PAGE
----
What? Equipment? I hear you say. Never fear this is where the wonderful world of exercise bands come in to play. These are relatively inexpensive but highly versatile rubber bands, the beauty of these is that they improve your control of joint movement while under resistance. As the rubber is constantly working against you you have to work harder to control the bounce back so to speak. They come in a variety of resistances that are colour coded.
The other great thing about them is that they fold away and you won’t stubb your toes on them like a set of dumbells just hidden out of sight beneath the bed!
Take a two metre length of band and fold it over, start with a resistance that is comfortable. Remember no pain no gain is frankly a stupid way to train, so if you are struggling after just a few reps, get an easier band.
It’s great to be able to do a huge lift, but after one go you’re bust, what practical use is that in every day life?
Take the band as shown below between the hands and make sure you have some tension, then lower the arms and the band will stretch. Hold for a few secs, SLOWLY raise the arms back up, pause for a few seconds and repeat until you feel that you are starting to lose good form or begining to tire between the shoulders. Remember if you are getting pain, reduce the resistance, if it continues to give pain STOP, go back to unloaded exercise, i.e. no band.
Start position (arms are actually not bent enough!)
Ladies, a little advice…don’t do this before going out, it can do strange things to the hair on the back of your head and you may end up looking like this.
Aim to do the exercise once or twice a day with a rest break of 2 days in the week. If you require more assistance you can contact me through the clinic website.
This exercise is called the Wall Angel, you start by standing about 6 inches from a clear wall, sit onto the wall so your lower back is comfortable. Then tense the deep neck flexors as you did with the Bruger’s postural relief. Now raise your arms up with the elbows at shoulder height and bent at 90 degrees.
Start position for Wall Angel Exercise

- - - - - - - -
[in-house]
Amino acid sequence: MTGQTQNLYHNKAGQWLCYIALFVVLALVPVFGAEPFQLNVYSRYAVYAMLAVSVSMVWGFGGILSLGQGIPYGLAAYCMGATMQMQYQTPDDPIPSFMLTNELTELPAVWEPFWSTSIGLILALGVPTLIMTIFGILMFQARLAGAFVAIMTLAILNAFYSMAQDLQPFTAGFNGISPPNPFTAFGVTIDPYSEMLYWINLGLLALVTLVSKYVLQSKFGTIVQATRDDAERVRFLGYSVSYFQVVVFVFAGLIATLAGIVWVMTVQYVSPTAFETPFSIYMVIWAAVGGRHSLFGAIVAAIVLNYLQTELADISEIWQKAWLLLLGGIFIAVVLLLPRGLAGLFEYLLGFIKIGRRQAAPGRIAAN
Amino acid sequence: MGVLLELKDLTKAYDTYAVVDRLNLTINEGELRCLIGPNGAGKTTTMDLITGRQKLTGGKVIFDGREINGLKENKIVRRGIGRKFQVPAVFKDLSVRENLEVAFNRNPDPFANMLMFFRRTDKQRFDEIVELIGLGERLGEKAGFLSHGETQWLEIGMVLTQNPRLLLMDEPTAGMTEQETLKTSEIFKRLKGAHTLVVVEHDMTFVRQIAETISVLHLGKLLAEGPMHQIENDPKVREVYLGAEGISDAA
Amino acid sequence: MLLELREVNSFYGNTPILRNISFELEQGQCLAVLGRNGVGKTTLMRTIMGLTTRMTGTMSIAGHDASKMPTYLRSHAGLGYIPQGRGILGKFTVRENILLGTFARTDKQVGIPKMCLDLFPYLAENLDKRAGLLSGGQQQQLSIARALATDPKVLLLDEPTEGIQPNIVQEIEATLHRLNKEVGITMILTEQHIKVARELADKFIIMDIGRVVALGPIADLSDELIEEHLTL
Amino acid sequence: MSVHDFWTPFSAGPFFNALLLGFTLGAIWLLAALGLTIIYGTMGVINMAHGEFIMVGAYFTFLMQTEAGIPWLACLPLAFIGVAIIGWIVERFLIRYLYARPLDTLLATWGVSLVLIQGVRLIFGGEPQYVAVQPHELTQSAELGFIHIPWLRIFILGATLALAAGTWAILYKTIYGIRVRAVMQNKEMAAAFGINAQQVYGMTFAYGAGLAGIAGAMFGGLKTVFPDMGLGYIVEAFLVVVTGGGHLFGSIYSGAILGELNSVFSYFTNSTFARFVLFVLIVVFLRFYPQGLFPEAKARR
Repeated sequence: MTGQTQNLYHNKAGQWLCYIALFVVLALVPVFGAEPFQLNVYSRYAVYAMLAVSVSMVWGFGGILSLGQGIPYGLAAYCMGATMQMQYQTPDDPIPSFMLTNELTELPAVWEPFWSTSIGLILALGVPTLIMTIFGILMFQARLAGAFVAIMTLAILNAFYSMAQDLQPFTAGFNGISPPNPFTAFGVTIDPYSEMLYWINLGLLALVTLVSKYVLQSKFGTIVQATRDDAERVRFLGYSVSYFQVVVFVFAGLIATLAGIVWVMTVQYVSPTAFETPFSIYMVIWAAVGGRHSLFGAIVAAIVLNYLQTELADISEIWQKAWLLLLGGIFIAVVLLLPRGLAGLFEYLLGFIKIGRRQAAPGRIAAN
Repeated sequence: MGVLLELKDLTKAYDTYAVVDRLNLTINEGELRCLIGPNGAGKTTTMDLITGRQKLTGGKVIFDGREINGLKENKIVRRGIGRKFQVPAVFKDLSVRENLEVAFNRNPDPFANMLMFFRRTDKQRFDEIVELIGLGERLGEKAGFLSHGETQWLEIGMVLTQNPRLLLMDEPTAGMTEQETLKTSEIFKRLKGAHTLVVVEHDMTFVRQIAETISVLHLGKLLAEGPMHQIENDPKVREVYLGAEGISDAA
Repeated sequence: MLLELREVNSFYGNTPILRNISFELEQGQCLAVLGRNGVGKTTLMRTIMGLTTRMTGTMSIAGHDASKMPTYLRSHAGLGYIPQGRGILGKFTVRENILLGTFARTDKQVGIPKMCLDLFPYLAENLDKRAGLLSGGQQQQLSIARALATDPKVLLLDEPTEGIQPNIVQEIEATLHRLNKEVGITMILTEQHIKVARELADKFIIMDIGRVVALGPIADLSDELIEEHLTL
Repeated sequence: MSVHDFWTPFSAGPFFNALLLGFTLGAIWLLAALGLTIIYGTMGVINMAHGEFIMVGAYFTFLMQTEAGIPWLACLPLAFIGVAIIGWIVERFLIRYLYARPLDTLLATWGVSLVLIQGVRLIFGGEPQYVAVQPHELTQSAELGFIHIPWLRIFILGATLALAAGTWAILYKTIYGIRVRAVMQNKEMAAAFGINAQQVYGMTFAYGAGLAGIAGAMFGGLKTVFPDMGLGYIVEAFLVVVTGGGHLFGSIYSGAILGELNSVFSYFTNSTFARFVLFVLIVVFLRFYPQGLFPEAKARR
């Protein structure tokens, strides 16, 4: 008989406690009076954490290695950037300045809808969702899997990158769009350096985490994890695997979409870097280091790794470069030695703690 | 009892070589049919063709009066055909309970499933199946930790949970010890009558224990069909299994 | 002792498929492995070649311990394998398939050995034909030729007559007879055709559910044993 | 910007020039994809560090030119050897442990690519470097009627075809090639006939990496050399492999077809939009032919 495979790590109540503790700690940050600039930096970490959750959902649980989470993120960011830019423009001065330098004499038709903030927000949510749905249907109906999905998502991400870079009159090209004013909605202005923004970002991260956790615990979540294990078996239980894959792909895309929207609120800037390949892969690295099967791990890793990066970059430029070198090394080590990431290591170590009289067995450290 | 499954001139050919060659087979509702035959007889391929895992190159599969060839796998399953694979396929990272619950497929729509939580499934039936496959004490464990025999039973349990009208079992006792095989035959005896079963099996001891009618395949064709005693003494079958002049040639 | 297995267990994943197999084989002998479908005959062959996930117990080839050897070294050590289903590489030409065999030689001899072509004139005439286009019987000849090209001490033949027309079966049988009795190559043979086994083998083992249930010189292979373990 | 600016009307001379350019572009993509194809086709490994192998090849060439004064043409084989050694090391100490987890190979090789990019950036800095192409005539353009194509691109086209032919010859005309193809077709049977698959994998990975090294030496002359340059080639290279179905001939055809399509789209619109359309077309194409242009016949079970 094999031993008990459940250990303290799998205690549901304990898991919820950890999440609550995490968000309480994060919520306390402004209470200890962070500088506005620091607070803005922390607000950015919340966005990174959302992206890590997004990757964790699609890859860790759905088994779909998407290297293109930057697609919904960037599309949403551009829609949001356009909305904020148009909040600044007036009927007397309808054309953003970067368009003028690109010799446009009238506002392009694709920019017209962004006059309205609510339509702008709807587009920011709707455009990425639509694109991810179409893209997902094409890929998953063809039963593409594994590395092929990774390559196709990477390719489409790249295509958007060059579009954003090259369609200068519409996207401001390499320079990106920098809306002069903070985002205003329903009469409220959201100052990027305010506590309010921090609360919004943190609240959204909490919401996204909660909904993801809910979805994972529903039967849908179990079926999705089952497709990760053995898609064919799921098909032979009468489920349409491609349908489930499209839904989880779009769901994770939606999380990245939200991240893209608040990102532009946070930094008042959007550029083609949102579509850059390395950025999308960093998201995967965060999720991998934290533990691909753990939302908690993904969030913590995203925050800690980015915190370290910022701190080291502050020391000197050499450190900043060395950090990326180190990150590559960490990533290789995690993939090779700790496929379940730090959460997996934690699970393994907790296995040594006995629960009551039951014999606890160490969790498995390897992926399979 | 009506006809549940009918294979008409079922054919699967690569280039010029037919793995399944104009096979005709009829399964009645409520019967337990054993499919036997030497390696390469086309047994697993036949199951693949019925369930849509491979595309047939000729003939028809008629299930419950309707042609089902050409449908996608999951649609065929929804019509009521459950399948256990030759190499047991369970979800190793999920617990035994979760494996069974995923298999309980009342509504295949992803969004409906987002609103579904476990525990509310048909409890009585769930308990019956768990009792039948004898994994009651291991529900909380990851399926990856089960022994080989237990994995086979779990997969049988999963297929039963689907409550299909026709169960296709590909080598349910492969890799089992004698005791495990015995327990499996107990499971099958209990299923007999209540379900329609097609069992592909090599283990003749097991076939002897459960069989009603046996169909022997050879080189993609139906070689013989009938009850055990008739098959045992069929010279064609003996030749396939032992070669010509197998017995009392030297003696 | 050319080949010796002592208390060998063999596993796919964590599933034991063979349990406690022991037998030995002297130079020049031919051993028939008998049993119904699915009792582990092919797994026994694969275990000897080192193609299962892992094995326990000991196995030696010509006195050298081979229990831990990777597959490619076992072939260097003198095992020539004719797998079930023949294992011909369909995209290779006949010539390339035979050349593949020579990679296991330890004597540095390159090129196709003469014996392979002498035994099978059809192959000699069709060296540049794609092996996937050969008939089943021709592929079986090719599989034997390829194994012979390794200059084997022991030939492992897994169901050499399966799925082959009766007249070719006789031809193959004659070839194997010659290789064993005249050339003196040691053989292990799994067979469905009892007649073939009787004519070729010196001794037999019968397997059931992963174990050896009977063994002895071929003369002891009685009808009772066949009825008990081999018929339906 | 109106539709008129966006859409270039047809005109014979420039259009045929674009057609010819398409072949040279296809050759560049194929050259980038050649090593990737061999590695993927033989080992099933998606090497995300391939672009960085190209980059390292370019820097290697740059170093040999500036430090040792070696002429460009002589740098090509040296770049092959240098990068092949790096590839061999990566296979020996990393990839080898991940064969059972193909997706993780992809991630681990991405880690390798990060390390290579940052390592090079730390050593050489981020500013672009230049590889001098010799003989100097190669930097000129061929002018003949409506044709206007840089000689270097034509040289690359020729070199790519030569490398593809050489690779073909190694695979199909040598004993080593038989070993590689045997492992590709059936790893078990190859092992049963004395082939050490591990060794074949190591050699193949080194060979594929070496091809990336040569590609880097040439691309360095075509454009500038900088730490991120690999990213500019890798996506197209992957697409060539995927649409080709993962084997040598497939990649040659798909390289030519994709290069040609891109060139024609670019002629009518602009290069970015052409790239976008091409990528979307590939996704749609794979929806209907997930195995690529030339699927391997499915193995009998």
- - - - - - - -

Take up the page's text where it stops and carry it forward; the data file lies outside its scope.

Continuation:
Here’s the side view:
Note the chin is tucked in
You should aim to get the elbows back to the wall and the hands flat to the wall WITHOUT letting your body arch like this:
This is wrong, back is arched too much
Now if you have a tight upper back and shoulders you won’t be able to get flat without the back arching. So you need to gently tense the stomach muscles to make your spine rigid, then just take the elbows back until you feel a stretch. Refer to do’s and don’ts of stretching for more tips before doing this. Remember this should not cause pain. If it does, go back to the previous exercise Bruger’s Relief Position.
Now you should be comfortable, back stiff and relatively flat to the wall, your arms will be somewhere between being on the wall or a long way forward. Now you need to lower the arms to your sides keeping the elbows bent at 90 degrees. As you do so you will feel a stretch on the front of the chest and tension between the shoulder blades on the Rhomboid muscles.
Note the elbows stay bent at right angles
If you have tight shoulders you will feel the hands lift away from the wall. This is fine, the trick now is to keep the spine still, so make sure you maintain tension in the abdominal muscles. As long as you feel some stretch on the front of the chest that is fine.
Note back is still flat against the wall
This shows the wrong way to do it:
Back over-extended, less specific for shoulder
OK, now you should be getting an idea that this is all about control, you really need to focus on the only movement occuring at the shoulder. Got that? Good.
Now you simply bring the elbows back up level with the shoulders, pause for a second or two and repeat about 15-20 times. Always remember quality is more important than quantity and if it hurts you stop straight away.
Within a few weeks you’ll feel alot more freedom in the shoulders.
All the best for now
Steve Oldale BSc, DC Chiropractor Back In Form Chiropractic Clinic 65-67 Commercial Rd Poole BH14 0JB